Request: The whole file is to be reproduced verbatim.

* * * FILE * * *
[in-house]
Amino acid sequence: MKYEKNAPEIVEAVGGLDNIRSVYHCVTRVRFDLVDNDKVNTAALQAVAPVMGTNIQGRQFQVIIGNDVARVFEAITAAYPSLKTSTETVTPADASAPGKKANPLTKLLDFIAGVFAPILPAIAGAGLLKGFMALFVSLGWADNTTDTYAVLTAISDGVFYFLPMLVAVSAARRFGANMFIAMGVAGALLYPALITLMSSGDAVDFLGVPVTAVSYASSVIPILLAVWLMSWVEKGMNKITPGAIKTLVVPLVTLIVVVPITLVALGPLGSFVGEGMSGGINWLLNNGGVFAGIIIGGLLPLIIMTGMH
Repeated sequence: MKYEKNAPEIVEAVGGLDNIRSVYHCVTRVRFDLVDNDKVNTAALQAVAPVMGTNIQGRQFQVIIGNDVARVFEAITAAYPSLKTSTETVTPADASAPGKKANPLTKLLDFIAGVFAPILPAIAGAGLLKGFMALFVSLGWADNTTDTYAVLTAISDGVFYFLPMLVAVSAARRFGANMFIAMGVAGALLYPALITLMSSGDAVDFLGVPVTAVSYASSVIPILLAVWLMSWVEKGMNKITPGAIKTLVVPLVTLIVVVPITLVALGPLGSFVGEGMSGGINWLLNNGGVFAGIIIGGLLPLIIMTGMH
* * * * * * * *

[in-house]
Amino acid sequence: MKYEKNAPEIVEAVGGLDNIRSVYHCVTRVRFDLVDNDKVNTAALQAVAPVMGTNIQGRQFQVIIGNDVARVFEAITAAYPSLKTSTETVTPADASAPGKKANPLTKLLDFIAGVFAPILPAIAGAGLLKGFMALFVSLGWADNTTDTYAVLTAISDGVFYFLPMLVAVSAARRFGANMFIAMGVAGALLYPALITLMSSGDAVDFLGVPVTAVSYASSVIPILLAVWLMSWVEKGMNKITPGAIKTLVVPLVTLIVVVPITLVALGPLGSFVGEGMSGGINWLLNNGGVFAGIIIGGLLPLIIMTGMH
Repeated sequence: MKYEKNAPEIVEAVGGLDNIRSVYHCVTRVRFDLVDNDKVNTAALQAVAPVMGTNIQGRQFQVIIGNDVARVFEAITAAYPSLKTSTETVTPADASAPGKKANPLTKLLDFIAGVFAPILPAIAGAGLLKGFMALFVSLGWADNTTDTYAVLTAISDGVFYFLPMLVAVSAARRFGANMFIAMGVAGALLYPALITLMSSGDAVDFLGVPVTAVSYASSVIPILLAVWLMSWVEKGMNKITPGAIKTLVVPLVTLIVVVPITLVALGPLGSFVGEGMSGGINWLLNNGGVFAGIIIGGLLPLIIMTGMH